The IEP is a strategic planning document that should be far reaching in its impact. An IEP identifies a student’s unique needs and how the school will strategically address those needs. IEPs identify how specially designed instruction will be provided in the context of supporting students in general education curriculum and in reaching the same learning standards as nondisabled students. IEPs guide how the special education resources of a school will be configured to meet the needs of the students with disabilities in that school. IEPs identify how students will be incrementally prepared for adult living. IEPs also provide an important accountability tool for school personnel, students and parents. By measuring students’ progress toward goals and objectives, schools should use IEPs to determine if they have appropriately configured how they use their resources to reach the desired outcomes for students with disabilities.

Procedural Safeguards
As a parent, you are a vital member of the Committee on Special Education (CSE) or Committee on Preschool Special Education (CPSE) in New York State. The CSE/CPSE is responsible for developing recommendations for special education programs and services for your child.  You must be given an opportunity to participate in the CSE/CPSE discussion and decision-making process about your child’s needs for special education. The following information concerns procedural safeguards (see below) that are your legal rights under federal and State law to be informed about and involved in the special education process and to make sure that your child receives a free appropriate public education (FAPE)

Speech and Language Disorders-

What types of speech and language disorders affect school-age children?

Children may experience one or more of the following disorders:

§  Speech sound disorders - (difficulty pronouncing sounds)

§  Language disorders - (difficulty understanding what they hear as well as expressing themselves with words)

§  Cognitive-communication disorders - (difficulty with thinking skills including perception, memory, awareness, reasoning, judgment, intellect and imagination)

§  Stuttering (fluency) disorders - (interruption of the flow of speech that may include hesitations, repetitions, prolongations of sounds or words)

§  Voice disorders - (quality of voice that may include hoarseness, nasality, volume (too loud or soft) 


Do speech-language disorders affect learning?

Speech and language skills are essential to academic success and learning. Language is the basis of communication. Reading, writing, gesturing, listening, and speaking are all forms of language. Learning takes place through the process of communication. The ability to communicate with peers and adults in the educational setting is essential for a student to succeed in school. 


How may a speech-language disorder affect school performance?

Children with communication disorders frequently do not perform at grade level. They may struggle with reading, have difficulty understanding and expressing language, misunderstand social cues, avoid attending school, show poor judgment, and have difficulty with tests.

Difficulty in learning to listen, speak, read, or write can result from problems in language development. Problems can occur in the production, comprehension, and awareness of language sounds, syllables, words, sentences, and conversation. Individuals with reading and writing problems also may have trouble using language to communicate, think, and learn.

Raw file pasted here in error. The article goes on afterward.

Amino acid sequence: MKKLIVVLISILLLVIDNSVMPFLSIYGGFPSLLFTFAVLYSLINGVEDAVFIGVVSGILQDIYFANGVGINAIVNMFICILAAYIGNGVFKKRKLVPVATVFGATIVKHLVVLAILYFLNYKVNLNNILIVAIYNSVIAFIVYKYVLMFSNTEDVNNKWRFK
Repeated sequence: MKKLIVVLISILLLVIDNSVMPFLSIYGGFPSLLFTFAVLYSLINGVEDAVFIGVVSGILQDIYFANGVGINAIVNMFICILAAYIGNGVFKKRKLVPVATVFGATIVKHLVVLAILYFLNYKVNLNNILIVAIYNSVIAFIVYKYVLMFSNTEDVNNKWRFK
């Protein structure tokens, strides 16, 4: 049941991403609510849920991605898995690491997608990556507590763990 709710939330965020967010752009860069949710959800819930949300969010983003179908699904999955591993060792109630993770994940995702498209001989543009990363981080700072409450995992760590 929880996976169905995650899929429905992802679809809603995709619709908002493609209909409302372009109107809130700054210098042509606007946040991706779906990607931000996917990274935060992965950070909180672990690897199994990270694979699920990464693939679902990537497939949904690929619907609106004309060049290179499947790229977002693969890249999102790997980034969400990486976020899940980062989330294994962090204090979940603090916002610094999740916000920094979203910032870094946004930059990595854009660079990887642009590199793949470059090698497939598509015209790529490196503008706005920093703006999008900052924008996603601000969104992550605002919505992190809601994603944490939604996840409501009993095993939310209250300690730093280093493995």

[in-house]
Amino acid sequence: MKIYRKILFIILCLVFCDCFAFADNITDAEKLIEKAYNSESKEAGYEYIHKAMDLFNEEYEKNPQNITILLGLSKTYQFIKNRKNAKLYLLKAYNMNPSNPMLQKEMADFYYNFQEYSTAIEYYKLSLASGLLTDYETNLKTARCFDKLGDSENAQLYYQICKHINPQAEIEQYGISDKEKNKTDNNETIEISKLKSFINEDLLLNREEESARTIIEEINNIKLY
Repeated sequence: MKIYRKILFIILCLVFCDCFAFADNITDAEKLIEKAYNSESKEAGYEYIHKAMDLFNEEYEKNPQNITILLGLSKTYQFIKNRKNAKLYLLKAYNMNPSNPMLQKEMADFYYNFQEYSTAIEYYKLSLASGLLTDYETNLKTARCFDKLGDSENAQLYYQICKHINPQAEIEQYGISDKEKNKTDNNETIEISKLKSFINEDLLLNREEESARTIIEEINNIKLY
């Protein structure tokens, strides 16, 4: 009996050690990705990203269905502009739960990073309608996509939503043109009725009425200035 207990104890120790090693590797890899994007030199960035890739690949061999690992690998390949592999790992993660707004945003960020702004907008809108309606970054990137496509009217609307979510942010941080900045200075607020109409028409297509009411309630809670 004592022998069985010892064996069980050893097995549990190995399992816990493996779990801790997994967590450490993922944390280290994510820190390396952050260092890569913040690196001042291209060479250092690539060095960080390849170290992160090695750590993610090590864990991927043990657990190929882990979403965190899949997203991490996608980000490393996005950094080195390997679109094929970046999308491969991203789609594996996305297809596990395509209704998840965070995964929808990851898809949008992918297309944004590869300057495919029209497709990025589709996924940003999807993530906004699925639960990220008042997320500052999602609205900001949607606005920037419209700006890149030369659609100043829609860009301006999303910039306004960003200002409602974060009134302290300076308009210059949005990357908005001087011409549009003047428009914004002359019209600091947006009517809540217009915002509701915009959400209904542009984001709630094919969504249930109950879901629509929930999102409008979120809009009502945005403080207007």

How do parents and school personnel work together to insure that children get the speech-language support they need?

Parents and teachers should refer any student who shows signs of a speech-language disorder or delay to the school-based child study team. Screening, assessment, and treatment of communication problems may involve cooperative efforts with:

§  parents,

§  speech-language pathologists (SLPs),

§  audiologists,

§  psychologists,

§  social workers,

§  classroom teachers,

§  special education teachers,

§  guidance counselors,

§  physicians,

§  dentists, and

§  nurses.

SLPs work with diagnostic and educational evaluation teams to provide comprehensive language and speech assessments for students. Services to students with speech-language disorders may be provided in individual or small group sessions, in classrooms when teaming with teachers or in a consultative model with teachers and parents. SLPs integrate students' speech-language goals with academic outcomes and functional performance.


Special Education Acronyms

AIS

Academic Intervention Services

AP

Advanced Placement

ASL

American Sign Language

BETAC

Bilingual/English Technical Assistance Center

BIP

Behavioral Intervention Plan

BOCES

Board of Cooperative Educational Services

BOE

Board of Education

CiTi

Center for Instruction, Technology & Innovation
(Formerly called Oswego County BOCES)

CPSE

Committee on Preschool Special Education

CSE

Committee on Special Education

CSPD

Comprehensive System of Personnel Development

CST

Child Study Team

DCEP

District Comprehensive Education Plan (NYC)

DOH

Department of Health

ECDC

Early Childhood Direction Center

EI

Early Intervention

ERSS

Educationally Related Support Services

ESY

Extended School Year

FAPE

Free Appropriate Public Education

FBA

Functional Behavioral Assessment

FS10

Federal/State Project Budget Form

FERPA

Family Educational Rights and Privacy Act of 1974

IAES

Interim Alternative Educational Setting

IDEA

Individuals with Disabilities Education Act

IEE

Independent Educational Evaluation

IEP

Individualized Education Program

IHO

Impartial Hearing Officer

ILC

Independent Living Center

IST

Instructional Support Team

JMT

Joint Management Team

LEP

Limited English Proficient

LRE

Least Restrictive Environment

NYSED

New York State Education Department

NYSAA

New York State Alternate Assessment

OMH

Office of Mental Health

OMTDD

Office of Mental Retardation and Developmental Disabilities

PD

Persons with Disability (Forms for Special Education Data Collection)

PDS

Professional Development Specialist (SETRC)

PE

Physical Education

PSO

Post School Outcome

RA

Regional Associate

RIC

Regional Information Center

RCT

Regents Competency Test

RSSC

Regional School Support Center

SAVE

Schools Against Violence in Education

SED

State Education Department

SEQA

Special Education Quality Assurance

SETRC

Special Education Training and Resource Center

SRO

State Review Officer

STAC

System for Tracking and Accounting of Children

Sub CSE

Subcommittee on Special Education

SWD

Student with a Disability

TRE

Technology Resources for Education

VESID

Office of Vocational and Educational Services for Individuals with Disabilities